AUDIO/QUALIFYING: A Tale of Two Busch Brothers; Kurt Earns Atlanta Pole While Kyle DQed in Tech

Jacob Seelman Audio, Featured, NASCAR, Southeast 0 Comments

HAMPTON, Ga. — Report by Race Chaser Online Managing Editor Jacob Seelman — Matt Hazlett/Getty Images for NASCAR photo —

Friday evening’s NASCAR Sprint Cup Series Coors Light Pole Qualifying session at Atlanta Motor Speedway was the tale of the brothers Busch.

And in the waning moments of the final knockout round, it was younger brother Kyle who got the upper hand — but only for a brief moment.

The defending Sprint Cup champion put up a lap of 28.925 seconds (191.668 mph) in the final minute of qualifying round three — appearing to top older brother Kurt for the Coors Light Pole Award by 13 one-thousandths (0.013) of a second — but after the No. 18 M&Ms 75th Anniversary Toyota failed post-qualifying technical inspection, Kyle Busch’s three round times were disallowed and Kurt Busch became the recipient of his 20th career Sprint Cup pole.

Busch’s laps in all three rounds were within one hundredth (0.01) of a second, but it was his final time of 28.938 seconds (191.582 mph) that ultimately won him prime starting position for Sunday’s Folds of Honor/QuikTrip 500 (1 p.m. ET, FOX, PRN, SiriusXM).

“This was a good consistent car in qualifying and I hope that translates to race speed [on Sunday] as well,” the elder Busch brother said. “I’m just really happy with today’s effort. It’s always interesting going through ten days to two weeks down in Daytona trying to find a little bit of speed here and there, and then having to do everything today that we needed to do everything in 80 minutes. Thankfully we were able to get into a rhythm pretty quickly — I was a little bit tight on both ends of the race track — but we had three solid rounds and now it’s time to dial it in for race trim (on Sunday).”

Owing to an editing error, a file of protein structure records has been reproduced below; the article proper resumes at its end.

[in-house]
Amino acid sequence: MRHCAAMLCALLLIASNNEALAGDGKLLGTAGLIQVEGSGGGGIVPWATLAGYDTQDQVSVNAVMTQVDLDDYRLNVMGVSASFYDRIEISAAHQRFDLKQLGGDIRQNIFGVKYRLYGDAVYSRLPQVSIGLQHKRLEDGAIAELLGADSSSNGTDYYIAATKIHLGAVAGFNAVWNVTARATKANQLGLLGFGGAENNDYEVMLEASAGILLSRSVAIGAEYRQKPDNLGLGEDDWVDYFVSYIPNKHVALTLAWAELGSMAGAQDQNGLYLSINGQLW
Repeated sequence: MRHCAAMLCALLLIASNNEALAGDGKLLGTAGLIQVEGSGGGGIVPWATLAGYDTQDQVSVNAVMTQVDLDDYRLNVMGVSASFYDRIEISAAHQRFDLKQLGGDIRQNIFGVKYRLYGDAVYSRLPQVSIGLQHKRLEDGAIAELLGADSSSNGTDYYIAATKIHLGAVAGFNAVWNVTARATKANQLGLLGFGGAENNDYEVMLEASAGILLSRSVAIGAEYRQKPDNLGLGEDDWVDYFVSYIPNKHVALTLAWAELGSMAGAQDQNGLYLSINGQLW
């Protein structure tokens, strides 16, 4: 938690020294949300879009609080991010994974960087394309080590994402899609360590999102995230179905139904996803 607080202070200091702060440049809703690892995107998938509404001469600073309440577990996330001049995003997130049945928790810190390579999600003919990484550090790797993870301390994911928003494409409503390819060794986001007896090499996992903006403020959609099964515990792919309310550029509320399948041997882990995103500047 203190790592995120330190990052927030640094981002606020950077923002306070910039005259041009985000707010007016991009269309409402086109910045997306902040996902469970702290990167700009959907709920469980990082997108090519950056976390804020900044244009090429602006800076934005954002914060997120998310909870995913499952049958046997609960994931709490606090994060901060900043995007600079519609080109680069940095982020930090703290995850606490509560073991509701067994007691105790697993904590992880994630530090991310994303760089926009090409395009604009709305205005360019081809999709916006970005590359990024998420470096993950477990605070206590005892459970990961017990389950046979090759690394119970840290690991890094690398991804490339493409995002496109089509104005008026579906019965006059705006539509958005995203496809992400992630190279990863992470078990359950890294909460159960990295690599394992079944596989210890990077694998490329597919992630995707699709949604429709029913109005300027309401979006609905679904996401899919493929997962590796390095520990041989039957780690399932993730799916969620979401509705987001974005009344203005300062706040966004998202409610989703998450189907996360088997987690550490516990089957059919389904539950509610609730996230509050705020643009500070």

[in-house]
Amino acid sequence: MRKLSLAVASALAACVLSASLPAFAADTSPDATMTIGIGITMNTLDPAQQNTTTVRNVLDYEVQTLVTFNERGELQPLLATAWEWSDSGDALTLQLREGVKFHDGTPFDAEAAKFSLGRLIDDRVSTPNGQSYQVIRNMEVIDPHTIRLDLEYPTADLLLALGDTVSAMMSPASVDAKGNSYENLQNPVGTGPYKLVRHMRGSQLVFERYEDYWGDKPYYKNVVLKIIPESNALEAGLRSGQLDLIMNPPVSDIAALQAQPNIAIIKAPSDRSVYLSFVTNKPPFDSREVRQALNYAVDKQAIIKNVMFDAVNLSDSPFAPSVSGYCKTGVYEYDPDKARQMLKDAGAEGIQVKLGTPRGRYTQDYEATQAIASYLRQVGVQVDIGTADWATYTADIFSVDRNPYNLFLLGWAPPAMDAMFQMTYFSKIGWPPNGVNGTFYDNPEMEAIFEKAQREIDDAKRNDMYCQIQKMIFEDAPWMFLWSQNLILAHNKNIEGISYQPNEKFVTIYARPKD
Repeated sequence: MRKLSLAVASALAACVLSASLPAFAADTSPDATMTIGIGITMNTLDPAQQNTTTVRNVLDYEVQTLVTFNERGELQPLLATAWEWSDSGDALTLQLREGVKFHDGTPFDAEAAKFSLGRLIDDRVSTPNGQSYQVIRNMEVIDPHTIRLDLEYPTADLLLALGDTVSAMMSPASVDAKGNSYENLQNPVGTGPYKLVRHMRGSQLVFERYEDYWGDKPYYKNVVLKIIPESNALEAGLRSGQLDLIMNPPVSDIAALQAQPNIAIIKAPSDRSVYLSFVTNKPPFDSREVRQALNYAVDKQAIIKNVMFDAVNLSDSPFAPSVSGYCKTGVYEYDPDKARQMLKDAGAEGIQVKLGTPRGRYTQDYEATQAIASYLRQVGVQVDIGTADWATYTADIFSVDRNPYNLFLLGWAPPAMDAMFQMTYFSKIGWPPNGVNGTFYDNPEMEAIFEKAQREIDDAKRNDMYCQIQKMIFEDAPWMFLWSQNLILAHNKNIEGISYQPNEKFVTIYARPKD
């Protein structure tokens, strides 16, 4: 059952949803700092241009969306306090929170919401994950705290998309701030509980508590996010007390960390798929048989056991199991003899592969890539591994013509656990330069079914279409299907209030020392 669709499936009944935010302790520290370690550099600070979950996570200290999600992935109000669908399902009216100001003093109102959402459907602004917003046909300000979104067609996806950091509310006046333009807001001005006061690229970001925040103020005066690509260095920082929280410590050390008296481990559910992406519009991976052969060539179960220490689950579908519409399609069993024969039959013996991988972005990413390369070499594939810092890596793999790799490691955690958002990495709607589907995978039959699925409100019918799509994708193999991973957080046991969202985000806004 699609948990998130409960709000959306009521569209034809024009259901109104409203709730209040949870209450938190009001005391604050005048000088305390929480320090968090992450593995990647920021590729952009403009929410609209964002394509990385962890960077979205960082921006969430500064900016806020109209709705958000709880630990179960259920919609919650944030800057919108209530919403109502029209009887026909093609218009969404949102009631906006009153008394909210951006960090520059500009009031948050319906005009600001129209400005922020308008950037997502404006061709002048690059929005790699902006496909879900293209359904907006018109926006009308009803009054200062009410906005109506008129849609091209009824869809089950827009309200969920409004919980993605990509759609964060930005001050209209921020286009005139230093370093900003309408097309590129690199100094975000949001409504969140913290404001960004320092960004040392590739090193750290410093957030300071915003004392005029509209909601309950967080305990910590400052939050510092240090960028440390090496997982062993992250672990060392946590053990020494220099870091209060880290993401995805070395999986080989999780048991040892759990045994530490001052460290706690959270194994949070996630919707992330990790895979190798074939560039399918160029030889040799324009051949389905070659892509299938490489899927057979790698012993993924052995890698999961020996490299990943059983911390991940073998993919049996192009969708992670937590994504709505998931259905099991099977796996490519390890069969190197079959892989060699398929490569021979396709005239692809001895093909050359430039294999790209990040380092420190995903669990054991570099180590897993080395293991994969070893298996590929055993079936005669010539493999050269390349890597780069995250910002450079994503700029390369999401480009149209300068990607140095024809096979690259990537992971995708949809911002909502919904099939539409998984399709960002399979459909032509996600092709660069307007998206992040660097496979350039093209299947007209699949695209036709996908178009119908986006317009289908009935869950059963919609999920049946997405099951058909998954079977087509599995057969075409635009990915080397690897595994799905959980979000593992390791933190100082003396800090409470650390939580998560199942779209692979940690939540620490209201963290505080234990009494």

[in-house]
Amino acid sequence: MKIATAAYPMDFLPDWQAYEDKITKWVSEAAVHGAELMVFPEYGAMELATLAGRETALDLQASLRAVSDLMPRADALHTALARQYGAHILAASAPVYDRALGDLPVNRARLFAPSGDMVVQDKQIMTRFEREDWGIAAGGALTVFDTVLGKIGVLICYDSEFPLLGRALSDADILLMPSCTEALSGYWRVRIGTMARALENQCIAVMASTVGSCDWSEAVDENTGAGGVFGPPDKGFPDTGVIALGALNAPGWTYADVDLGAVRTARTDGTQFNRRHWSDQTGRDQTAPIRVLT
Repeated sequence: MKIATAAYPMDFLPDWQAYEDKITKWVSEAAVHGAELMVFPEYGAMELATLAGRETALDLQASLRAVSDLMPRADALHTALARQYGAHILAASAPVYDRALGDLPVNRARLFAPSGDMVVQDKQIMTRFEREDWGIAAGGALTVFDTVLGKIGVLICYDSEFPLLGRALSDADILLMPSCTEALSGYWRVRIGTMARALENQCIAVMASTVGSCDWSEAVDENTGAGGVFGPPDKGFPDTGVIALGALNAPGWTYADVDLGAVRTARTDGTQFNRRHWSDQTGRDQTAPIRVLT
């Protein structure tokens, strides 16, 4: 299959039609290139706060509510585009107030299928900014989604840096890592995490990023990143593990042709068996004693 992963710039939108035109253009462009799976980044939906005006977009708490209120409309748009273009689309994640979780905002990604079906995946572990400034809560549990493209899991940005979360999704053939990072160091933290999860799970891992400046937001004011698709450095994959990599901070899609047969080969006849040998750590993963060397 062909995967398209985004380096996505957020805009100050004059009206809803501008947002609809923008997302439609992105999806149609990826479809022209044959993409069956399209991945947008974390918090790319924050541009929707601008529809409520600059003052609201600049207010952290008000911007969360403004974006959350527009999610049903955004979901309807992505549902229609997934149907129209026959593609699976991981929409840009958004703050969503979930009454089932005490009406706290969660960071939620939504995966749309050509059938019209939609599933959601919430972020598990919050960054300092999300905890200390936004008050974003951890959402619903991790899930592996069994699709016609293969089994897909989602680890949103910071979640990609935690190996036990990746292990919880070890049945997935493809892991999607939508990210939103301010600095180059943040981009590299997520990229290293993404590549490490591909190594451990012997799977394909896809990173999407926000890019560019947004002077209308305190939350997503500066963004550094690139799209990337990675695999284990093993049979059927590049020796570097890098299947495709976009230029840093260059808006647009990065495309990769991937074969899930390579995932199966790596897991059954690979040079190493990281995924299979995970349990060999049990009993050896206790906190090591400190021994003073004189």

Following qualifying, it was revealed that the rear toe was askew by 0.15 degrees on the Kyle Busch machine — causing the car to fail NASCAR’s laser inspection system as a result.

Adam Stevens, the crew chief of the No. 18 Toyota, later commented on the issue after his car went through the tech line and the pole was stripped.

“We had too much rear skew – not skew – the toe alignment was wrong. Too much rear toe,” Stevens explained. “The parts move – everything moves – so you expect it to be a little bit different, but this is the first opportunity we’ve had to gather post information … and it was too much. We were perfectly legal beforehand, which obviously [was the case] or we wouldn’t have qualified. Just the amount of load on the track moves everything a little bit and that little bit was a little bit too much.”